Redevelopment of Transport Infrastructure as Driver for Accelerating Societal Transitions A Regenerative Perspective on Infrastructure Planning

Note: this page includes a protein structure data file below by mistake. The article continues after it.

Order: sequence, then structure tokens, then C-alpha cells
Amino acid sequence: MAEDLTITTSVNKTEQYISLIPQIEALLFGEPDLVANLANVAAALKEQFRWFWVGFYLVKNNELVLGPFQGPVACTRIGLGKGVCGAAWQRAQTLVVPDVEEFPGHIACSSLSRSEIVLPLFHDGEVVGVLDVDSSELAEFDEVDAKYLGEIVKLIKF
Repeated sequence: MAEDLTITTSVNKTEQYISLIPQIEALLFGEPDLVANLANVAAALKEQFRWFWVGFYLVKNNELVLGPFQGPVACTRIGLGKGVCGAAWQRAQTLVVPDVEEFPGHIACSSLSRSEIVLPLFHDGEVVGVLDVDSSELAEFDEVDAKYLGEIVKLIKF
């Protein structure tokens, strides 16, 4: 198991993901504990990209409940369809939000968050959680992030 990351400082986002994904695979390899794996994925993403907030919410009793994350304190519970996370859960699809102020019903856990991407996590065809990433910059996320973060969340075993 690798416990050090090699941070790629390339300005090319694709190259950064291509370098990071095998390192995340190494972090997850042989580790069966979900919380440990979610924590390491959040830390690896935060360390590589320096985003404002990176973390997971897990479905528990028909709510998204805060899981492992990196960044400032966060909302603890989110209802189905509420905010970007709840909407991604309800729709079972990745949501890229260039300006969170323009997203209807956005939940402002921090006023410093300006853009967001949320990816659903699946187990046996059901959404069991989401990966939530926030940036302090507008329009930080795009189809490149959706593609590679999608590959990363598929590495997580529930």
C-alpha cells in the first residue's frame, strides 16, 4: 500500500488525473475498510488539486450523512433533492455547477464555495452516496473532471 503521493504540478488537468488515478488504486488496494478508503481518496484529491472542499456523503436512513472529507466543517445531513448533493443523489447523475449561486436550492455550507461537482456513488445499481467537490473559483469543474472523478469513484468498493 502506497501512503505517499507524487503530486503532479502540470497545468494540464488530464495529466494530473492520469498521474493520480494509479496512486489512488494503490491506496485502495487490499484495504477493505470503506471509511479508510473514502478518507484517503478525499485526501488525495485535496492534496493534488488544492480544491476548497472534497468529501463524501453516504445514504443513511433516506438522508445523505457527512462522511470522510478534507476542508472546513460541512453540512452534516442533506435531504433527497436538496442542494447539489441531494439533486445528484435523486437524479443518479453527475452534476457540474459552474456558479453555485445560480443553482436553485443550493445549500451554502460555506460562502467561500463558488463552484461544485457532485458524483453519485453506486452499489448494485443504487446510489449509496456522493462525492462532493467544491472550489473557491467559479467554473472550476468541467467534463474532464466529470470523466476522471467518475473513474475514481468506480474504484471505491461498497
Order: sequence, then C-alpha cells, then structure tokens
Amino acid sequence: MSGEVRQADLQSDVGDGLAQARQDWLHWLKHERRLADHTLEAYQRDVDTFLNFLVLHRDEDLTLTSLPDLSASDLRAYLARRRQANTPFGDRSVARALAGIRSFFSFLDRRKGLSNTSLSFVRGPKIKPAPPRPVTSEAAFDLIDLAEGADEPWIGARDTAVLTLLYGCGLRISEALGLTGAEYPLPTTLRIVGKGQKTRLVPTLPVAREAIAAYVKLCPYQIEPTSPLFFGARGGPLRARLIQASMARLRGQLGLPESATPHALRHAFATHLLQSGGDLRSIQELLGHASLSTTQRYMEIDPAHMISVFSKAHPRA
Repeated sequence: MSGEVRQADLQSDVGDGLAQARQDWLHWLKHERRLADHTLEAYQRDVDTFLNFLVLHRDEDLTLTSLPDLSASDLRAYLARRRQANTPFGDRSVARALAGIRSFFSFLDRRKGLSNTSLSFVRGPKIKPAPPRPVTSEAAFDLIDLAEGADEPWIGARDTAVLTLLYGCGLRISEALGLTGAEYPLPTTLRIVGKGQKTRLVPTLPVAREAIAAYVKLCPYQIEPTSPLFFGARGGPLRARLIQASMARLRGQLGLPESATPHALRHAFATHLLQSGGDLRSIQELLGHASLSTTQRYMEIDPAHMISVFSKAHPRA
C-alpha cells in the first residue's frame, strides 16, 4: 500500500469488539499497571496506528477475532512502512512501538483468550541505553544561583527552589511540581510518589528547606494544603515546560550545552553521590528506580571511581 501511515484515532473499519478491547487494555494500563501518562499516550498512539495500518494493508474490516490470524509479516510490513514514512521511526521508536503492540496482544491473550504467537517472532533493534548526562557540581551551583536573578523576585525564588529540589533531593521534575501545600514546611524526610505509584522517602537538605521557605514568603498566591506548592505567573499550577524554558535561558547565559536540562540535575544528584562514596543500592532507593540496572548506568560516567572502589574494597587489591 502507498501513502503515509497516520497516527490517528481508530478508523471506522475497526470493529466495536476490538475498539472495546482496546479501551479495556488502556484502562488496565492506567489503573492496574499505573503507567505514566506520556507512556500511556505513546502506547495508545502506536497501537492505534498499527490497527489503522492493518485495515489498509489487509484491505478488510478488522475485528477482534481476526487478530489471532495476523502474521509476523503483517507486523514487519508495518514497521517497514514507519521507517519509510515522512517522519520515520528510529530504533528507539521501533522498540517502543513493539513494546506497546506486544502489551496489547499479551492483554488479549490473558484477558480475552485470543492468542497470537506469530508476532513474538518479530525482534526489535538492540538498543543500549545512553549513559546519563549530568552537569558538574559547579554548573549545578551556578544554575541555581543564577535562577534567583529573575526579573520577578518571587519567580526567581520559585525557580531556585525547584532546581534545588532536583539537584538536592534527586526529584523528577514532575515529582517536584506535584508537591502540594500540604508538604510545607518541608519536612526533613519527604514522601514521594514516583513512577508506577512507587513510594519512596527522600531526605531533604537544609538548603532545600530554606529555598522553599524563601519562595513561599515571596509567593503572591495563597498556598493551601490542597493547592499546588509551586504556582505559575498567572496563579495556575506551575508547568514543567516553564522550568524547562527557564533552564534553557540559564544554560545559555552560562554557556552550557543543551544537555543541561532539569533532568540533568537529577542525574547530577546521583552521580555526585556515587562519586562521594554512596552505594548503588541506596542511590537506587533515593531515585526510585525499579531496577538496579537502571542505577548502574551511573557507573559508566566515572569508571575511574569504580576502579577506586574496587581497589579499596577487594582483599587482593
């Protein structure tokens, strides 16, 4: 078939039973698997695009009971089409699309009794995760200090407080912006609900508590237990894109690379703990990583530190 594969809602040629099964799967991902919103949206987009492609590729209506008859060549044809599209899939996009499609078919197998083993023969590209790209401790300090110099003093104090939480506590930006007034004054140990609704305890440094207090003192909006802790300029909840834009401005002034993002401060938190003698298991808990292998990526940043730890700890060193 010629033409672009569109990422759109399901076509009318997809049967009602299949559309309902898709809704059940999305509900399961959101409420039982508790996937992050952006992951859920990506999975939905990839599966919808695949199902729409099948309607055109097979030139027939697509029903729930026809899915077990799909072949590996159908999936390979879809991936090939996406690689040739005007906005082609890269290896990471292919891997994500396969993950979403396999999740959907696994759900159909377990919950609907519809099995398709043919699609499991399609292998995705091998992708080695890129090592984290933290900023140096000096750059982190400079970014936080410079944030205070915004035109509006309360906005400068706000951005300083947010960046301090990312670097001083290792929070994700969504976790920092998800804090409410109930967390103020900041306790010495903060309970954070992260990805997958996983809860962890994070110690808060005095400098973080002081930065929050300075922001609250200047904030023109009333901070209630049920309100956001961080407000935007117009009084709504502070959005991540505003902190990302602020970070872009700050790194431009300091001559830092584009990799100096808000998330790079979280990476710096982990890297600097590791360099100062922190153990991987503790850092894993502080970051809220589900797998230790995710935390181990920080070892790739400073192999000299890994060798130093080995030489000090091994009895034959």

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The planning and development of transport infrastructure networks increasingly involves environmental degradation, climatic impacts and societal trends. However, infrastructure planning has mainly focused on the gradual improvement and expansion of transport infrastructure networks themselves. In practice, infrastructure planners have rarely reflected on the role of infrastructure networks in enabling or constraining broader sustainability transitions. This may be about to change. In many Western countries transport infrastructure networks have been developed in the early to mid-twentieth century and much infrastructure approaches its ‘best before’ date and enters the phase of transition and renewal. That much transport infrastructure is physically deteriorating and changing as a result of ageing is clear: in the USA a considerable part of the 1 trillion dollar Infrastructure Plan of the Biden administration will be invested into infrastructure renewal, in Germany plans are afoot to increase investments into the renewal of the railway network of over 50% up to 86 billion euro, and in the Netherlands the Replacement and Renovation Program of Rijkswaterstaat of 1 billion euro a year is expected to grow vastly (Hijdra et al., 2015). The significant need of infrastructure refurbishment presents a ‘window of opportunity’ to broaden the infrastructure redevelopment options in order to enable wider sustainability transitions. That is, transport infrastructure renewal could create conditions favouring, for example, on-going transitions such as the energy transition or the transition towards a circular economy. A growing amount of literature emphasizes that investments in the transport infrastructure network can be utilized as a driver for accelerating wider transitions (e.g., Hijdra et al., 2015; Leendertse et al., 2016; Arts et al. 2021). Given the fact that transport infrastructure investments are often location-specific and project-based, it is important to not only focus on the institutional conditions of the infrastructure system in isolation, but more focus on how transport infrastructure renewal projects relate to spatial developments instigated on the basis of transitions in other systems.